BALTIMORE (WJZ)—The controversy continues over Baltimore City’s speed cameras. New information shows thousands were wrongly charged. And now there are accusations of a cover-up to which the mayor is denying.
Linh Bui has the revelations from a secret audit.
The rough road for Baltimore City speed cameras gets even bumpier.
The city shut down the entire speed camera system in April after some cameras were caught issuing false citations.
“As soon as one fails, they should all come down. It’s not a foolproof system,” said Brian Lennon, driver.
But the problem is even worse than the city reported.
Our media partner, The Baltimore Sun, obtained a secret audit conducted two years ago that the city refused to release.
The audit found an error rate of more than 10 percent, resulting in thousands more erroneous tickets.
“It’s more than a mess. It’s a sham,” said Councilmember Carl Stokes, Baltimore City.
Stokes says he will ask the council to subpoena the audit, so that it’s released to the public.
“The cover-up is worse than the crime. Had they just released the audit originally and said there were very large mistakes made, then we could have dealt with it two years ago,” Stokes said.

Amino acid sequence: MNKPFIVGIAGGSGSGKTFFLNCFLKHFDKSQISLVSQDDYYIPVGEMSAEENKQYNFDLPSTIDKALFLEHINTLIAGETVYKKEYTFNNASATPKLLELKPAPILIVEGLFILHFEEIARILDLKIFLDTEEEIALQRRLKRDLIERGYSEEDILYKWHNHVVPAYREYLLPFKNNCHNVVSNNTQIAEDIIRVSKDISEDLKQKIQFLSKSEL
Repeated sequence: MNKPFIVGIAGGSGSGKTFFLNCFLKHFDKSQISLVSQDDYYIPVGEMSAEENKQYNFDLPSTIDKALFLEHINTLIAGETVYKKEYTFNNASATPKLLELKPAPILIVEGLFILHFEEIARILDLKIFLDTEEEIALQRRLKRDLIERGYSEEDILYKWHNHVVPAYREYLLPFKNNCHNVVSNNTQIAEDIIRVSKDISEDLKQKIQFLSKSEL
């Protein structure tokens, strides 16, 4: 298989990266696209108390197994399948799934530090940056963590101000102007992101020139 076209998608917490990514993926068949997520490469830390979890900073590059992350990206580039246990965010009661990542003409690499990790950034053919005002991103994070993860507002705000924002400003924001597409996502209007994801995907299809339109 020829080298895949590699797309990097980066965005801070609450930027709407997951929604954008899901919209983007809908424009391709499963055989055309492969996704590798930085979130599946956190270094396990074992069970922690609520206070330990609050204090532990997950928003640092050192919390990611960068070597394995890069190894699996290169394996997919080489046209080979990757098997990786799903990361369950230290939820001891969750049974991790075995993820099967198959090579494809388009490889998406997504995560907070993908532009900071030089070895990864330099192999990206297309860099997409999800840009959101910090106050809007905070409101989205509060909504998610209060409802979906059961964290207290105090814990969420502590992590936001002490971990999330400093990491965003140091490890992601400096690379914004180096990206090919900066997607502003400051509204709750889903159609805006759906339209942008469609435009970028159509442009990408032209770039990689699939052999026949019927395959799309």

Mayor Stephanie Rawlings-Blake’s team released the following statement:
“This document is an inconclusive report that does not reflect any final conclusions about the accuracy of the speed camera program, as is noted on page seven. It is false to insinuate that the city sought to keep the public in the dark when we acted quickly to take the speed camera program offline due to errors, voided erroneous citations and provided refunds to impacted residents. The idea that there are more problems than have already been made public are not supported by this document. The mayor has been clear that the program will remain offline until we can vouch for its accuracy.”
The audit found 12 cameras had no errors, but 13 cameras had double-digit error rates.
According to the audit obtained by The Baltimore Sun, a speed camera on Loch Raven Boulevard had a 58 percent error rate.
“I think they need to take them down and put real people back on the street. Because machines can’t make judgment calls,” said Penelope Garcia, driver.
“What is more wrong than the error of the cameras is the fact that people knew that these cameras were wrong, and they did nothing but continue to collect money from citizens,” Stokes said.
Xerox, the company that operated Baltimore City’s speed camera system, is also the speed camera vendor for Baltimore County and Howard County.
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